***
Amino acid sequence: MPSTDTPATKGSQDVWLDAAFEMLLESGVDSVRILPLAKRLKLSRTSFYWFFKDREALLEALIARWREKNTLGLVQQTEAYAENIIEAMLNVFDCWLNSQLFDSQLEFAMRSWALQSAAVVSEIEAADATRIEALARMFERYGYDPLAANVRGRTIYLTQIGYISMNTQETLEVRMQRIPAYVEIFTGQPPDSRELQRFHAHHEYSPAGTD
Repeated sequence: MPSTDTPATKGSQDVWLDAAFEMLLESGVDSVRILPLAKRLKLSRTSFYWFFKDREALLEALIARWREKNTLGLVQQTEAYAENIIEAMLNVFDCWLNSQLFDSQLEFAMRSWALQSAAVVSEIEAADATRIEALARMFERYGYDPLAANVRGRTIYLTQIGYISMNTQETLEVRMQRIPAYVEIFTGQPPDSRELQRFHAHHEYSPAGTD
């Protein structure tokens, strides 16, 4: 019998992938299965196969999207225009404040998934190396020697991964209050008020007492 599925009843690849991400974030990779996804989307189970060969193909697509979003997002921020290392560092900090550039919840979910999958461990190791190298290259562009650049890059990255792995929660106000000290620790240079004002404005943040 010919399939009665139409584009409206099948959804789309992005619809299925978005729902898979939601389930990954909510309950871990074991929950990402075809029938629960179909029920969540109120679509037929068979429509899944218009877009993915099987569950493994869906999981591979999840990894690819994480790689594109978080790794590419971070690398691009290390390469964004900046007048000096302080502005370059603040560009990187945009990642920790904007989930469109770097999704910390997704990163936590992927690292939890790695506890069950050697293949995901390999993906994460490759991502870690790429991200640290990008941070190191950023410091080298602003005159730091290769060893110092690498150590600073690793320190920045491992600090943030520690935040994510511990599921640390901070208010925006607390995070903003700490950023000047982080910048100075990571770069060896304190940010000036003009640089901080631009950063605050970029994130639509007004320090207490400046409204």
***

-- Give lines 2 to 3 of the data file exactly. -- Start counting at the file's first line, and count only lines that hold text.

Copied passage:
Repeated sequence: MPSTDTPATKGSQDVWLDAAFEMLLESGVDSVRILPLAKRLKLSRTSFYWFFKDREALLEALIARWREKNTLGLVQQTEAYAENIIEAMLNVFDCWLNSQLFDSQLEFAMRSWALQSAAVVSEIEAADATRIEALARMFERYGYDPLAANVRGRTIYLTQIGYISMNTQETLEVRMQRIPAYVEIFTGQPPDSRELQRFHAHHEYSPAGTD
């Protein structure tokens, strides 16, 4: 019998992938299965196969999207225009404040998934190396020697991964209050008020007492 599925009843690849991400974030990779996804989307189970060969193909697509979003997002921020290392560092900090550039919840979910999958461990190791190298290259562009650049890059990255792995929660106000000290620790240079004002404005943040 010919399939009665139409584009409206099948959804789309992005619809299925978005729902898979939601389930990954909510309950871990074991929950990402075809029938629960179909029920969540109120679509037929068979429509899944218009877009993915099987569950493994869906999981591979999840990894690819994480790689594109978080790794590419971070690398691009290390390469964004900046007048000096302080502005370059603040560009990187945009990642920790904007989930469109770097999704910390997704990163936590992927690292939890790695506890069950050697293949995901390999993906994460490759991502870690790429991200640290990008941070190191950023410091080298602003005159730091290769060893110092690498150590600073690793320190920045491992600090943030520690935040994510511990599921640390901070208010925006607390995070903003700490950023000047982080910048100075990571770069060896304190940010000036003009640089901080631009950063605050970029994130639509007004320090207490400046409204």